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Walter Hilliger
Homme de lettres

Menasseh Ben Israel | De Creatione Problemata XXX

Menasseh Ben Israel self-published “Thirty Problems Concerning Creation” (De Creatione Problemata XXX) at his own expense, aiming to revive the classical creation doctrine and tackle philosophical and theological questions about the origin of the universe and faith. This edition marks the first translation of the 1635 Latin version.

Cover of the first translation into English, Thirty Problems Against Creation (De Creatione Problemata XXX), Menasseh Ben Israel, 2023.
ISBN : 978-1735673790

The foreword examines the historical neglect of the book “De Creatione Problemata XXX (1635)” – Thirty Problems Concerning Creation (2023), shedding light on the factors contributing to its obscurity for nearly 500 years. Despite the significant effort invested by the translator of Gersonides and scholar, Professor Seymour Feldman over a few decades, the book remained untranslated. This is perhaps due to distinct factors: the book’s challenging alignment with changing political orders, its theological and philosophical content at odds with prevailing materialism, its complex classical Sephardic literary style out of step with modern conventions, and its misinterpreted identity to garner a dedicated readership.

Why did this book remain neglected for almost half a millennium? 

The translation of De Creatione Problemata XXX (1635) “Thirty Problems Concerning Creation” took over half a century since Seymour Feldman studied the original version without finding another Hebrew scholar to assist with translating it from Latin. In 2020, after he introduced my translation of Orobio’s Certamen Philosophicum (1706), [1] Prof. Feldman advised me to consult with Professor Norbert Samuelson of Arizona State University about finding a possible Spanish version to help with the translation. There was none.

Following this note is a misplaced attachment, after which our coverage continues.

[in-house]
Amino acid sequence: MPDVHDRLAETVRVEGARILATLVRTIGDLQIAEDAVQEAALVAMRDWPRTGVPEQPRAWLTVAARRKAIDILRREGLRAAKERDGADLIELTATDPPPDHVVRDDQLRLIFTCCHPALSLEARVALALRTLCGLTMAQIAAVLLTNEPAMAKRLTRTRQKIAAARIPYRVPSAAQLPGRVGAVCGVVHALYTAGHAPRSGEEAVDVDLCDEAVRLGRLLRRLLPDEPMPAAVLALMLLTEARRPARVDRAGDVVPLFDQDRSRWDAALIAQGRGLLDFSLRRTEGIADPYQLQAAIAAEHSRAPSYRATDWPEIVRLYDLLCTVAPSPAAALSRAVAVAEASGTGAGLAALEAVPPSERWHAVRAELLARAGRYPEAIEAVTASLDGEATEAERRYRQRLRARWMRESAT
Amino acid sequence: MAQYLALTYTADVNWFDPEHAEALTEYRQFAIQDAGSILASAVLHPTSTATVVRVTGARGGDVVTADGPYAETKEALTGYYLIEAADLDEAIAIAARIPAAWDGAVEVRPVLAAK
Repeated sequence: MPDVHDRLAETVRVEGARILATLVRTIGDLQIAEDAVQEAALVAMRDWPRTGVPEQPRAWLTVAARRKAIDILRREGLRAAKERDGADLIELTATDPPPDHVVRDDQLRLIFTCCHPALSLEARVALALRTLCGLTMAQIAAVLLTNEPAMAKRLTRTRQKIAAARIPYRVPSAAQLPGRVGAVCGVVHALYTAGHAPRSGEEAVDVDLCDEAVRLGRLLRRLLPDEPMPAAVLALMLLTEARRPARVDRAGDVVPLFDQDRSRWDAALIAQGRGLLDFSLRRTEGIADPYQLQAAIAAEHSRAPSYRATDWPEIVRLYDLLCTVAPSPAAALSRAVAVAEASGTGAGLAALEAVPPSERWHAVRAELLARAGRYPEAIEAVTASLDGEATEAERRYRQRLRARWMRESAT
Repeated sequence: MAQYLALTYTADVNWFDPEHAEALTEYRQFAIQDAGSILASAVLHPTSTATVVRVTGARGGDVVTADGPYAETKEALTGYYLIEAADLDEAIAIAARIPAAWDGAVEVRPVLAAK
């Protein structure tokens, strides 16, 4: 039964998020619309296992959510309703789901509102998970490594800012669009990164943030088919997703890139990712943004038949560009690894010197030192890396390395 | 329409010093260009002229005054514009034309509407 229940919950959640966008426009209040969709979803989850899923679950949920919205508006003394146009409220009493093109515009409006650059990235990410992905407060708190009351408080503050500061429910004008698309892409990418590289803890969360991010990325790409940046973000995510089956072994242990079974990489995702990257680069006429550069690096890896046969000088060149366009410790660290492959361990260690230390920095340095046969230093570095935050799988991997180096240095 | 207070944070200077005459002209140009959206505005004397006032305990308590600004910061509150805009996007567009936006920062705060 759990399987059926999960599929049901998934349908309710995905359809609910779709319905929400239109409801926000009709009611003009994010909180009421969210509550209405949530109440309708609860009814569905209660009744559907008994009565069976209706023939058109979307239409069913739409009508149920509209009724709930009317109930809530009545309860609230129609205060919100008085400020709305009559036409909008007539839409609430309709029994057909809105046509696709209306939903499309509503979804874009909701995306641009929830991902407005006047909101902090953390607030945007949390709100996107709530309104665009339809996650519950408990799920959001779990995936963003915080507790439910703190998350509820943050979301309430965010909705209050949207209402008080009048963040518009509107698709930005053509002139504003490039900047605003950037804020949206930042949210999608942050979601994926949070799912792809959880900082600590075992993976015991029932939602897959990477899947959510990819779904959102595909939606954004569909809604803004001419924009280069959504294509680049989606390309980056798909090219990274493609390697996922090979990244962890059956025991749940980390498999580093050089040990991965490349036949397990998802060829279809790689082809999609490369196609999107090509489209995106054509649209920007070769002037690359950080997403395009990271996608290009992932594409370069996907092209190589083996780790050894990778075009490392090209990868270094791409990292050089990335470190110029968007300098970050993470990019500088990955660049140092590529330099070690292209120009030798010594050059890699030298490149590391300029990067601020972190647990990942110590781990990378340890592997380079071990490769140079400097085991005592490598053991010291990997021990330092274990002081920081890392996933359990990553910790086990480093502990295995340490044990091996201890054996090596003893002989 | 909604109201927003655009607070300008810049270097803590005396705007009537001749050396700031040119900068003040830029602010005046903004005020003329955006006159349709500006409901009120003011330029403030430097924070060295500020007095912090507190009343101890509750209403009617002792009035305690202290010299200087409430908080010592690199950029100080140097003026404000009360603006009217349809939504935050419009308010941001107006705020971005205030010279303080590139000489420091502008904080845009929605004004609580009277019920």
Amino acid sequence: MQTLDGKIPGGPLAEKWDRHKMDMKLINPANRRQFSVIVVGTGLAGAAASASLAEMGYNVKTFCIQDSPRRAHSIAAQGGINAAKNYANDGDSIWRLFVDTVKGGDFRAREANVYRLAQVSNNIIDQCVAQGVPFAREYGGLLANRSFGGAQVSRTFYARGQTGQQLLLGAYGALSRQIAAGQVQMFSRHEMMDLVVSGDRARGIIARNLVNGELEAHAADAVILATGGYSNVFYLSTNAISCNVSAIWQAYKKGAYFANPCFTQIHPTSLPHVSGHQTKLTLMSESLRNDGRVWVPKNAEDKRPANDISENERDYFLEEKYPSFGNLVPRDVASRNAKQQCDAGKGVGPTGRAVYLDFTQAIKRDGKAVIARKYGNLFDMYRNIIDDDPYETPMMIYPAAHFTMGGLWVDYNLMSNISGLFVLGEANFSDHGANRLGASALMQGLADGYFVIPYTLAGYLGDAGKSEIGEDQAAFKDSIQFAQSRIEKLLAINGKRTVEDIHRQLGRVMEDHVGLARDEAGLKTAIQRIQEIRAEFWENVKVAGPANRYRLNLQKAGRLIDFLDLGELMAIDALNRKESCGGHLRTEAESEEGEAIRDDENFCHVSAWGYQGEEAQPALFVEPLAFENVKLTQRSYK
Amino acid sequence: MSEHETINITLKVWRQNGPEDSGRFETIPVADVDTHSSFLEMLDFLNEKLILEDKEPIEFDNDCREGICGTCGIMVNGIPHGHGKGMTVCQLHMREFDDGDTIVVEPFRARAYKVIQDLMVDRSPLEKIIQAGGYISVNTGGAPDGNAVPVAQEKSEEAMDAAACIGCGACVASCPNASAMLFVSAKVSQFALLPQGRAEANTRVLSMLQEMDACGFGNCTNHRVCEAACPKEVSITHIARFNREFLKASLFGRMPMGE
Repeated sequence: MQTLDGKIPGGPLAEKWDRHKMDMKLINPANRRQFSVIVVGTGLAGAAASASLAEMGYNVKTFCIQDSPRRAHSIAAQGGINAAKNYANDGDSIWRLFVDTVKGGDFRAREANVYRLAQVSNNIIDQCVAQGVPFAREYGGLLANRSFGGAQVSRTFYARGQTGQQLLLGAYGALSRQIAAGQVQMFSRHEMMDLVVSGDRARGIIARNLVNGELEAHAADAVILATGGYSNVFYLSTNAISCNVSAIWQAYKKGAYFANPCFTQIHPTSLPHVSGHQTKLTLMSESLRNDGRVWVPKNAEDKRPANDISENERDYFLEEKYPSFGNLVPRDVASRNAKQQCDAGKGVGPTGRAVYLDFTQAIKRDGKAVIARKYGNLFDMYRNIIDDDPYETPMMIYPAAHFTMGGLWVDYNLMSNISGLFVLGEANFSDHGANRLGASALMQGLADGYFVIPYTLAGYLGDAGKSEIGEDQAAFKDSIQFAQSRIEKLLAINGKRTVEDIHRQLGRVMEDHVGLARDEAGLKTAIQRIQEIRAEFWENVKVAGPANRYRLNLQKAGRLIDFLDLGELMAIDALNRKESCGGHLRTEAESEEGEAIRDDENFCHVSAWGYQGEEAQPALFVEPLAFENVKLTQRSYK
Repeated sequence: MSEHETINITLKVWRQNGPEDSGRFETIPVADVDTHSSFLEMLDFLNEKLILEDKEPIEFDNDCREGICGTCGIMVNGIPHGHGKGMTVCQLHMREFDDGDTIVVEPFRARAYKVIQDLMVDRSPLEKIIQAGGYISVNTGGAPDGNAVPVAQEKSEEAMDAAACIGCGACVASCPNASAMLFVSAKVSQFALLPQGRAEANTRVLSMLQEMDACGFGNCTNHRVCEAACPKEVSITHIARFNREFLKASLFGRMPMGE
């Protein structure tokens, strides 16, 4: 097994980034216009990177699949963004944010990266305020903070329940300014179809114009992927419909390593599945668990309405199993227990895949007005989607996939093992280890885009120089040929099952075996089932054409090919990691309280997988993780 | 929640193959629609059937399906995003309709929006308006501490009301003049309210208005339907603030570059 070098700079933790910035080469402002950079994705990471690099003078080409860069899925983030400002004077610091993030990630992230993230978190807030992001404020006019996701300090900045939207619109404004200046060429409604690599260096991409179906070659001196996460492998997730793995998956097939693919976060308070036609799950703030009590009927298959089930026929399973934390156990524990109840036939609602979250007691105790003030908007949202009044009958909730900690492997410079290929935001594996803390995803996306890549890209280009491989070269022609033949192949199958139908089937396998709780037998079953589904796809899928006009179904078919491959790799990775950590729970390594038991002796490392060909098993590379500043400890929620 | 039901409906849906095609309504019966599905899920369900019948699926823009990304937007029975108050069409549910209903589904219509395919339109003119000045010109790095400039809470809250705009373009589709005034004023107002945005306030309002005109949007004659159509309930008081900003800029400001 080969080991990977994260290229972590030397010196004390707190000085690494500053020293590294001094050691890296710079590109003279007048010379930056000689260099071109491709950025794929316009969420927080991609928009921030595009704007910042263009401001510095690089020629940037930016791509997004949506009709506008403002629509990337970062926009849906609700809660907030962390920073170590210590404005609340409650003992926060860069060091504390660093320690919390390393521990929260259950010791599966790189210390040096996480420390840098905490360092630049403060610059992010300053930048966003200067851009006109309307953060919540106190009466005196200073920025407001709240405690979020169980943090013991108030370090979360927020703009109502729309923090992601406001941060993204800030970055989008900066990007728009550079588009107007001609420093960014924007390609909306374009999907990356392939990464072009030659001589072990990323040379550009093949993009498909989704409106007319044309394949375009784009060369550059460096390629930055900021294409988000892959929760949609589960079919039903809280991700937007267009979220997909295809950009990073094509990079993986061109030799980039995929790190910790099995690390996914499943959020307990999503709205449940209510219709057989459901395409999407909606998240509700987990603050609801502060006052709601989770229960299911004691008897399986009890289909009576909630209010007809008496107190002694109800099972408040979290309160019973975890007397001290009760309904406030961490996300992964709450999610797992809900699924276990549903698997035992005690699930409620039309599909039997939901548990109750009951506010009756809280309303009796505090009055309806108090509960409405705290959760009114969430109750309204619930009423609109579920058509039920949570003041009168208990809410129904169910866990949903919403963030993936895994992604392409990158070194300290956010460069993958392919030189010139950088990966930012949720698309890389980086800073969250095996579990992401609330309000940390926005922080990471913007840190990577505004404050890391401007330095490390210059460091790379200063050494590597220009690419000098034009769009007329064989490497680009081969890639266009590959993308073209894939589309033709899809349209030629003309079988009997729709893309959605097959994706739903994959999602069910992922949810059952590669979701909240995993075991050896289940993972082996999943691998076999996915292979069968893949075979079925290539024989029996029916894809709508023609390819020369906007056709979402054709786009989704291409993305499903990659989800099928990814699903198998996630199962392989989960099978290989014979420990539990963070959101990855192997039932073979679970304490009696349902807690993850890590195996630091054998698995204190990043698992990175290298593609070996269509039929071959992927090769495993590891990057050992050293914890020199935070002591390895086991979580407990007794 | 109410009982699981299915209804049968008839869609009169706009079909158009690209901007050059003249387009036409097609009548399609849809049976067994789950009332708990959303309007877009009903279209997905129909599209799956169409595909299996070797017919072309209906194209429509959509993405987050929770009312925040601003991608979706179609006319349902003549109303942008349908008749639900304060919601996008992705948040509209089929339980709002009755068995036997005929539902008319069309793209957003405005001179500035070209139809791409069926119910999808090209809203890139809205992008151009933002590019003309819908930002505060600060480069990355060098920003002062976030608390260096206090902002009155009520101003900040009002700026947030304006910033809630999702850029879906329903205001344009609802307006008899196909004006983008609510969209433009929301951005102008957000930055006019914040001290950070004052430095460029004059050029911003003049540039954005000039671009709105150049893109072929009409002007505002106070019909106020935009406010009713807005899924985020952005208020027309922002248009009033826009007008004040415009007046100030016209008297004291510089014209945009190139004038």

But other circumstances contributed to the scholarly neglect or censorship surrounding this specimen of classical Sephardic literature:

First of all, the Faculties of Classical Letters and Oriental Studies have remained separate for 300 years and the Thirty Problems met the criteria of books that challenged the new secular political order that followed the Separation of State and Church, with its dedication to a Prince of the Royal House of Orange-Nassau. [2] 

Additionally, an heteronomous acknowledgment of the “soul”, “divine perfections”, “angels”, etc., derived through biblical exegesis and reflections in Latin, prevented its wider dissemination due to materialism within modern Academia because “the force of imagination cannot grasp together both “an idea and matter” which is proven by the clear demonstration explaining that God is disembodied, [3] or by the existence of the divine perfection in the singularity of the number zero. [4] With this being established, it is inconceivable for the imaginative faculty that “genius” or “angels” are immaterial. [5]

Furthermore, the “dry scholastic style, the abundance of quotations from a hodgepodge of sources” [6]  represents the lost art of classical rhetoric. The Derashot of the classical Sephardic tradition preceded the current impersonal and descriptive language, using inanimate and mechanic figures drawn from physics, over-simplified sentence structures, commonplace verbs linking heavy noun clusters, preventing readers from any stylistic element being intentionally planned or thoughtful, i.e. syllogism, enthymeme, metaphor, metonymy, synecdoche, metalepsis, etc.